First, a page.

DFA/CCSC Spring 2020 CTF – Wireshark – smb.pcapng Write-up

In May 2020 the Champlain College Digital Forensics Association, in collaboration with the Champlain Cyber Security Club, released their Spring 2020 DFIR CTF including Windows, MacOS, and Apple iOS images, as well as network traffic analysis, OSINT, and reversing challenges. This series of write-ups covers the network forensics section. As the questions were split over multiple PCAP files (shell, smb, dhcp, network, dns, and https), I have decided to split my write-ups by PCAP for ease of reading.

This write-up covers the questions relating to the smb PCAP file.

MD5: 049cf5868027662393de6e15fd8322de
SHA1: af75d7b34e6476e6fc76c6ac3586f153c697ece7

01 – I am groot (50 points)

What is the tree that is being browsed?

The Wireshark wiki contains a good overview of the SMB2 protocol, including a very helpful list of Opcodes. We can isolate the Tree Connect request packets using the following filter to specify Opcode 0x03:

smb2.cmd == 3

Although there is a Tree Connect request to the IPC$ share in packet 124, the share that ends up being browsed is \public.

flag<\\192.168.2.10\public>

02 – Yellow Brick Road (50 points)

What is the path of the file that is opened?

Consulting the list of SMB2 Opcodes, we find that file Read requests are signified by Opcode 0x08, and apply the following filter:

smb2.cmd == 8

Examining the first packet to contain a Read request (Packet 342), we see that the requested file path is HelloWorld\TradeSecrets.txt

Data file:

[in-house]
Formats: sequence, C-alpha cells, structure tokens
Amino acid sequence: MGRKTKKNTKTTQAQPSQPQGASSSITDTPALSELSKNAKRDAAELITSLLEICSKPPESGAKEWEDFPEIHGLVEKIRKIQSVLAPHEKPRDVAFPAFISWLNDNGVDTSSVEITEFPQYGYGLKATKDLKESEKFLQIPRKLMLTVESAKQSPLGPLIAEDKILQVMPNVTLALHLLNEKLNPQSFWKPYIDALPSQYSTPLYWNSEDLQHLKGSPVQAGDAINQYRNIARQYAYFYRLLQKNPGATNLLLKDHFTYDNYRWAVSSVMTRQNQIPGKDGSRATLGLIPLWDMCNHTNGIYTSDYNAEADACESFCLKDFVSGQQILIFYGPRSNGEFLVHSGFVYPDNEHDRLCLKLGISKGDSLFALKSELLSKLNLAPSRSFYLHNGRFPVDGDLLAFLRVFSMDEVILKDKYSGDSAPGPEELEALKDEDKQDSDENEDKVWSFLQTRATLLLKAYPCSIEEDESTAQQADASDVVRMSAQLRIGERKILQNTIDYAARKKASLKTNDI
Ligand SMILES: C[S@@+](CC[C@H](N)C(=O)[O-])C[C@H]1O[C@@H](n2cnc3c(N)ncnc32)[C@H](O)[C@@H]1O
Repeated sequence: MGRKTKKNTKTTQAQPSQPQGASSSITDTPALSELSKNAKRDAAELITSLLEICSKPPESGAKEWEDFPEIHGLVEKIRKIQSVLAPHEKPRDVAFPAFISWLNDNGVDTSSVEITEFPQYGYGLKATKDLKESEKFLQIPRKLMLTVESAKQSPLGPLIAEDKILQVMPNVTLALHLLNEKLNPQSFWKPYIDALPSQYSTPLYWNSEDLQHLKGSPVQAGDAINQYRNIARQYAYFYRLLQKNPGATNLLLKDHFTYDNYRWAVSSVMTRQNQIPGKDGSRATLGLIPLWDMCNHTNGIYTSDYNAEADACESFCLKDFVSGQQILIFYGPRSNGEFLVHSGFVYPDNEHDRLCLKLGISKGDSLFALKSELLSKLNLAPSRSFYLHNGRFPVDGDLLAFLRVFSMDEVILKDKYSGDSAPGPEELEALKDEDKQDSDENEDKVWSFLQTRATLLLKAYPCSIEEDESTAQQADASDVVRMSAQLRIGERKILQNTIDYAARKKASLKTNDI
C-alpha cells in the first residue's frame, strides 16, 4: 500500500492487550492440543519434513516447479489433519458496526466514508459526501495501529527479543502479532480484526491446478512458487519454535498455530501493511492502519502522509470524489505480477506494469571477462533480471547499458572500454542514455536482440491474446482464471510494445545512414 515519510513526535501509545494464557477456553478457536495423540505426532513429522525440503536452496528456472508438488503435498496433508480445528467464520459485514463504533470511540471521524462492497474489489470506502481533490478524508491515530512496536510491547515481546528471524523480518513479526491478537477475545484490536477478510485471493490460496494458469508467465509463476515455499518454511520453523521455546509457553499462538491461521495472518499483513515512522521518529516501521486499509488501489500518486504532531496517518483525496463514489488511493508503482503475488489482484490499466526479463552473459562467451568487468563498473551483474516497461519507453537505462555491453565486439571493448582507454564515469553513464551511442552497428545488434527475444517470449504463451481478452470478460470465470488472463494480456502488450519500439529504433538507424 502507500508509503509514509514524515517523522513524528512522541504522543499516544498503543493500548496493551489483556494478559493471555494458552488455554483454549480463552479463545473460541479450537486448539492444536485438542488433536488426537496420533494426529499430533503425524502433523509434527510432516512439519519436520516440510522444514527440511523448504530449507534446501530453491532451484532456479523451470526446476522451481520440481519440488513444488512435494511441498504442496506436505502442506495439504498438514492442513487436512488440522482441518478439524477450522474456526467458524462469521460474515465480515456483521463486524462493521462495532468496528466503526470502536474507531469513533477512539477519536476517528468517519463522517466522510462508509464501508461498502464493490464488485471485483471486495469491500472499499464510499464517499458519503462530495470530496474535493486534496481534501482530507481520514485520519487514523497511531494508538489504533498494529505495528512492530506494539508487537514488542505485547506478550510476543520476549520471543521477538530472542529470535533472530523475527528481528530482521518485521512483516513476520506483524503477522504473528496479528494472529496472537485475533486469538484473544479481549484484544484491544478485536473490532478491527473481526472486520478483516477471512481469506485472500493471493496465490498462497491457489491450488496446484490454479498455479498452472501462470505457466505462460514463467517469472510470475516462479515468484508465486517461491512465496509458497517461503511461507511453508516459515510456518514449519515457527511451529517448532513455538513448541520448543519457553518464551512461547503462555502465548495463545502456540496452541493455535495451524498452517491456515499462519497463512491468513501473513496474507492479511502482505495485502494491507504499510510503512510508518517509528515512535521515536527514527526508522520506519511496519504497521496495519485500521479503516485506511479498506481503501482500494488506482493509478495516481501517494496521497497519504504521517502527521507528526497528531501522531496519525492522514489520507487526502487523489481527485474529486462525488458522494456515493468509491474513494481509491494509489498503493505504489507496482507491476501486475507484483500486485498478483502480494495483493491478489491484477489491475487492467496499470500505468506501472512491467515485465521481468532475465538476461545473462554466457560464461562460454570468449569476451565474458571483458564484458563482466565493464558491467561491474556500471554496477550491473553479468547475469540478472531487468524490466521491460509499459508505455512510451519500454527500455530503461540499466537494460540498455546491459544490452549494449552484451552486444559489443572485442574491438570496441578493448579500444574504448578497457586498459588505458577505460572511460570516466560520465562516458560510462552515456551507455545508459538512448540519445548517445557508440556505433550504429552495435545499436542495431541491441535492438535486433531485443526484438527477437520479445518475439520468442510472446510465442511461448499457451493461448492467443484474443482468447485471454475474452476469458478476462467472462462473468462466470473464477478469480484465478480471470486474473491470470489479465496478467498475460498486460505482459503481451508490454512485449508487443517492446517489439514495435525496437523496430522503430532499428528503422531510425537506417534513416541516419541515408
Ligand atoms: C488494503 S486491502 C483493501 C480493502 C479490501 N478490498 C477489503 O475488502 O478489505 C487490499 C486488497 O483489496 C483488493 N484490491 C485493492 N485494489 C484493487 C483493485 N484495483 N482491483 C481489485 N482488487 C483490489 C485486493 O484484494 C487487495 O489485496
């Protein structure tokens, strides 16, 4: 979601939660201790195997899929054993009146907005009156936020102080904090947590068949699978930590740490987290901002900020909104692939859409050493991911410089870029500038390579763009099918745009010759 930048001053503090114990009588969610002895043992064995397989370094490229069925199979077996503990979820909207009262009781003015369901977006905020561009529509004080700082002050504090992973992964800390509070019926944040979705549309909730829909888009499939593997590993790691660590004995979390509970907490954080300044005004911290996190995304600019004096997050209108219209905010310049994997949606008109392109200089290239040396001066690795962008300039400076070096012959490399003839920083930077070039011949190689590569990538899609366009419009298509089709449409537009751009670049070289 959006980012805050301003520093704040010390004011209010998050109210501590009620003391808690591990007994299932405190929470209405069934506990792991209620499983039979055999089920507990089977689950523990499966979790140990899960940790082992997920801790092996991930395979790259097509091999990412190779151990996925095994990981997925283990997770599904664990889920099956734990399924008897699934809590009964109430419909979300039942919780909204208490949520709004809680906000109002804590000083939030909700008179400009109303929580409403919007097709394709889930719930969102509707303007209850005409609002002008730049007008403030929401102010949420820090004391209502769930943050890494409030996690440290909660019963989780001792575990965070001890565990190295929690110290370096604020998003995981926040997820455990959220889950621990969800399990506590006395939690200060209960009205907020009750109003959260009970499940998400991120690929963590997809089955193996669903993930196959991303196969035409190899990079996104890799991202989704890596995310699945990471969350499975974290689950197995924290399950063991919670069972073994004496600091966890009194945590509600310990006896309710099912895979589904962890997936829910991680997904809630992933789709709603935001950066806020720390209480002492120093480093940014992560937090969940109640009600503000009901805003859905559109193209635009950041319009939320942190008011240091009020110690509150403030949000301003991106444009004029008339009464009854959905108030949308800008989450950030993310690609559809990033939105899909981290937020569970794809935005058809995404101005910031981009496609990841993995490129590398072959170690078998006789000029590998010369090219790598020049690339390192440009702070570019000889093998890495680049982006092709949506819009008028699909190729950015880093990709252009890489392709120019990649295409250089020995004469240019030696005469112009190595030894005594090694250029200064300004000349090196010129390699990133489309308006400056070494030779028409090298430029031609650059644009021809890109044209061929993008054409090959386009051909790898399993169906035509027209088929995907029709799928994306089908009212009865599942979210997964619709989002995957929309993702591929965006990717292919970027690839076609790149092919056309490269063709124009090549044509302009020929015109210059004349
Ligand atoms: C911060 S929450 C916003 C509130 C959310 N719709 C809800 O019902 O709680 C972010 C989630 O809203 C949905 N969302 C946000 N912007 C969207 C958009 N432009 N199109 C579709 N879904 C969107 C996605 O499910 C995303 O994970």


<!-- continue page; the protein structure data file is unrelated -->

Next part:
flag<HelloWorld\TradeSecrets.txt>

03 – Uh uh uh (75 points)

What is the hex status code when the user SAMBA\jtomato logs in?

Again, consulting the Wireshark wiki we find that the Session Setup operations are signified by Opcode 0x01; filtered as below:

smb2.cmd == 1

We can see the user SAMBA\jtomato attempt to login in Packet 75. Packet 76 shows the corresponding LOGIN FAILURE, with the hex status code 0xc000006d.

flag<0xc000006d>

04 – According to all known laws of aviation (100 points)

There is a nice simple flag in the file that was accessed.

Wireshark allows us to easily export SMB Objects using a graphical interface.

Wireshark has identified the TradeSecrets.txt file referenced in Question 2, allowing us to extract it from the PCAP; now to find the hidden flag, we can use grep. As we know the flag format we have a good starting point, instructing grep to output progressively more characters until the full flag is revealed.

grep -i -o -P "flag<.{0,20}" %5cHelloWorld%5cTradeSecrets.txt

flag<OneSuperDuperSecret>